By Lisa Krieger
Mercury News & Bay Area News Group Staff Writer
Classrooms were empty at Cal State East Bay on Thursday, as hundreds of faculty members rallied over a pay dispute, budget cuts and frustration over university leadership.
Marching and holding signs that read "Fewer Classes, Higher Fees, CSU Is Run By Thieves," the California Faculty Association led a peaceful protest, triggering none of the violent police confrontations seen in recent rallies at University of California campuses.
The Hayward-based faculty were joined by professors and students from San Jose State University and 10 other CSU campuses. The East Bay location for the faculty strike -- the first ever at CSU -- was selected because of the school's large population of working class students and students of color, who are most hurt by reduced funding, said CFA president Lillian Taiz.
While school entrances were raucous, and closed to cars, the campus was eerily silent. Even facilities not related to the strike -- such as practice rooms in the music department -- were locked. About 560 classes were canceled; one of the few open classes, a Spanish lesson, had only three students.
"This is democracy," said student Mustafa Aria, 27, of Kabul, Afghanistan. "Democracy is not just about voting -- you need to have civil disobedience to put pressure on decision makers that are favorable to you. If you are not involved in it, you'll not make anything out of it."
But the strike didn't mean there wasn't schoolwork to do. In the busy library, students gathered to complete assignments -- many delivered online by absent professors, such as math problems or required reading. Aria's anthropology professor assigned essay questions in response to Thursday night's lecture by visiting professor Cornel West of Princeton University, on campus to support the strike.
The specific complaint is an impasse over a 2008-2010 faculty contract. The faculty, who earn between $55,000 and $80,000, were promised a 5 percent raise, as well as money to bring pay parity to professors with more experience. This would cost an estimated $20 million the first year.
The larger frustration, however, is over budget-related class cutbacks and rising student fees, including a 9 percent increase approved by CSU trustees on Wednesday. That hike comes on top of eight previous fee increases that have boosted tuition by almost 30 percent -- to $5,472 -- since the start of the 2010-2011 academic year.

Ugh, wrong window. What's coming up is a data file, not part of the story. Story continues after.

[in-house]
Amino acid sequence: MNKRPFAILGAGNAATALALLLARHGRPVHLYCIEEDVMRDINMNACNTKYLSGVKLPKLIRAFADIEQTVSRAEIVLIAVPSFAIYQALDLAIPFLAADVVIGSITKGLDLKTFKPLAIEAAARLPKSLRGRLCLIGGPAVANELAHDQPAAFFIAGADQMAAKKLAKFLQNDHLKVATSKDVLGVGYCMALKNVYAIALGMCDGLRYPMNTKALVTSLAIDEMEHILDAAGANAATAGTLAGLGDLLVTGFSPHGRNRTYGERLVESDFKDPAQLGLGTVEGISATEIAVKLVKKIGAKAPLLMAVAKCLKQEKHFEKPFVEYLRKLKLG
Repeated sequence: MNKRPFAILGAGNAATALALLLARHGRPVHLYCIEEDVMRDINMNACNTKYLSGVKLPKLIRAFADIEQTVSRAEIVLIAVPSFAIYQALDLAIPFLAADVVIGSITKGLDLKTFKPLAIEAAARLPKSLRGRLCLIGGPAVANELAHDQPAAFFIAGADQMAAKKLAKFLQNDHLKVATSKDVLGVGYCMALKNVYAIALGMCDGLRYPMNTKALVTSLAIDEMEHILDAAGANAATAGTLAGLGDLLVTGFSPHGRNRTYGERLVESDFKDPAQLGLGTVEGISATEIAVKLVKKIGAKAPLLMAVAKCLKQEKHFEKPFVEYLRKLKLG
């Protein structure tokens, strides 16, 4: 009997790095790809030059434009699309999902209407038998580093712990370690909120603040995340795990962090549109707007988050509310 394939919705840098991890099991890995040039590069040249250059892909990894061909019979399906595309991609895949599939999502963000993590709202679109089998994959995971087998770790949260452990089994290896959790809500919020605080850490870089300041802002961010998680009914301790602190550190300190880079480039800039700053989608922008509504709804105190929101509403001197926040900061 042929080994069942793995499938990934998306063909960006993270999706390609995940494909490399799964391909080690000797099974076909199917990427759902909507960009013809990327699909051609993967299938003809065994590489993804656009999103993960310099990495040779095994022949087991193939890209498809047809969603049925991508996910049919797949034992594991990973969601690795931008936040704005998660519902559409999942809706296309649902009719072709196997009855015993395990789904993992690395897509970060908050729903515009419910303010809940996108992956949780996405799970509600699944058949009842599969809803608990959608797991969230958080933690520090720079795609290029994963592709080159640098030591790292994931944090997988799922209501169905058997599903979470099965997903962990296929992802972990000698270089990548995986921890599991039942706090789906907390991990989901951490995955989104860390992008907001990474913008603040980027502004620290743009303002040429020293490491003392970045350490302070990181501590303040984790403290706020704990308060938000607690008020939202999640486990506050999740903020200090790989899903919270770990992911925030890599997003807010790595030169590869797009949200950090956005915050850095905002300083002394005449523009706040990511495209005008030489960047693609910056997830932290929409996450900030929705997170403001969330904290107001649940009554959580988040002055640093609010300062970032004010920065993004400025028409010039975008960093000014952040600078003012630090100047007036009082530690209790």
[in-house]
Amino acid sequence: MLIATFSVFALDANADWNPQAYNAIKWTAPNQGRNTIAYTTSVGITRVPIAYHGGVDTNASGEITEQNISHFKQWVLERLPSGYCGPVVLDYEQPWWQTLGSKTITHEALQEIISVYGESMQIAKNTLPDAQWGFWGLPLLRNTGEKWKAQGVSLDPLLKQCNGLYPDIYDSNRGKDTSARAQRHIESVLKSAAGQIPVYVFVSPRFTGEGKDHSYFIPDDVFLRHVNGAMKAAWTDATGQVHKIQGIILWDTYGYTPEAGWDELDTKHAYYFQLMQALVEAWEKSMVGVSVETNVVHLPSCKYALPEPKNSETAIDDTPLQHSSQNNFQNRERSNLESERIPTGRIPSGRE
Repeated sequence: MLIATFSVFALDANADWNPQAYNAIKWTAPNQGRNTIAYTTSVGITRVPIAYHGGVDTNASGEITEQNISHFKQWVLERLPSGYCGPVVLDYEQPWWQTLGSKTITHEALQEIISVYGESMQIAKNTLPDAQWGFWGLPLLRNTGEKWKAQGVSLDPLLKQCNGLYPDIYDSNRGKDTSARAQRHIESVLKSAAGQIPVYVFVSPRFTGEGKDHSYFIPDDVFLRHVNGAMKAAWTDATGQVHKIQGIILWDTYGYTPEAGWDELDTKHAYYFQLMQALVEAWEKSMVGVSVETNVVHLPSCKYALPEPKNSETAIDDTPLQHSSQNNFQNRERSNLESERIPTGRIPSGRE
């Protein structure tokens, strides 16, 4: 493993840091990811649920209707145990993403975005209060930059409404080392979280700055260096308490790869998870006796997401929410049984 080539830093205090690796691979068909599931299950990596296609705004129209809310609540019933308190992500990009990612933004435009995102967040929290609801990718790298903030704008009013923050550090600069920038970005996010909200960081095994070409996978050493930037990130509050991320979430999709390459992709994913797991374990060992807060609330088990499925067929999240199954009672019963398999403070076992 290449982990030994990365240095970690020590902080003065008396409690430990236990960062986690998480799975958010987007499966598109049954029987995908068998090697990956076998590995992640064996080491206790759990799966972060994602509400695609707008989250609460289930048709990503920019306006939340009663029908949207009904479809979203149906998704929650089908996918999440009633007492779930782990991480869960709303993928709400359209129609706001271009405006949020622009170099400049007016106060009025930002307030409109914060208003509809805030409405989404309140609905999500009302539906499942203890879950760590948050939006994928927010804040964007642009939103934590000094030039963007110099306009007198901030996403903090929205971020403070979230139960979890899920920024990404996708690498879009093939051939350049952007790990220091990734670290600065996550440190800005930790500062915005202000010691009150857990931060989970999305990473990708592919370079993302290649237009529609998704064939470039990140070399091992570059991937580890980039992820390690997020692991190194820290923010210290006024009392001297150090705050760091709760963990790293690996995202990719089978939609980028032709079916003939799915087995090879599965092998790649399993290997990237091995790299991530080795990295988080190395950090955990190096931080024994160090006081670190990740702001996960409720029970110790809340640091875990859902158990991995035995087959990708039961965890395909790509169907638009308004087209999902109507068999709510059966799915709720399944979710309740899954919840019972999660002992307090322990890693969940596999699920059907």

There is also residual anger over the hiring of San Diego State president Elliot Hirshman last summer at a salary of $400,000 -- $350,000 in state funds and $50,000 from the school's fundraising foundation -- as well as a $1,000 monthly car allowance and free housing. Hirshman's predecessor was paid about $300,000 a year.
"They should cut from the top, not the bottom. Classes and faculty are always the first to be cut," said philosophy professor Jennifer Eagan.
But CSU Chancellor Charles Reed said there's not enough money to deliver the promised raise. "It's not there. If we pay that $20 million, the only way we could is to take it from students -- divert it from classes and sections," Reed said to reporters on a Monday conference call.
Watching from Washington D.C., Jane Wellman, of the nonprofit Delta Project on Postsecondary Education Costs, said, "These are tough times for higher education. The reality is that there is just not enough money to meet all the demands. It is a function of what happened with public revenues.
"Nothing is sacred in this environment," she said. "But cutting the chancellor's office will not solve money problems of this magnitude. No way."
And as state support falls, another part of the budget -- employee benefits, especially health care costs -- keep climbing, she said.
"In California, the benefit structure is part of the problem. Health care, specifically, is the culprit," she said. "You are not able to give pay increases unless you can get benefit costs reduced."
Out of options
Some students were annoyed by the protest, saying that closed entrances made it tough for them to get their work done. "I wasn't able to enter the campus, which was really frustrating," said Rebecca Brutzman, 22, of San Leandro, who went to the library for the day to prepare a PowerPoint demonstration for a class.
"The picket line prevented cars from driving through," she said. "I encourage them to strike. However, it interferes with my education, which is a whole separate issue. Students should be a priority, and we aren't able to participate in our education."
But others said they could empathize with faculty anger. "I appreciate what they're doing," said Alex Attard, 20, of Danville, holding a saxophone while locked out of the practice rooms. "That's what they have the right to do. Our tuition is going up, and we're denied stuff. Meanwhile, they're not getting the pay they deserve."
Growing faculty militancy comes as no surprise to Richard Vedder, of the Center for College Affordability and Productivity. "It is unusual for an administration to renege on a contract," he said. "On the other hand, I can understand the frustrations of Reed, who is facing budget shortfalls of a perhaps unprecedented size. There are only so many dollars to go around.
"In the short term, this may lead to modest relief for them. But I doubt it will lead to much, in the longer run," Vedder added. "You can't take blood out of a turnip. There is only so much there.
"Long term, to keep in business, we have to change the model," he said. "All of our options are closing."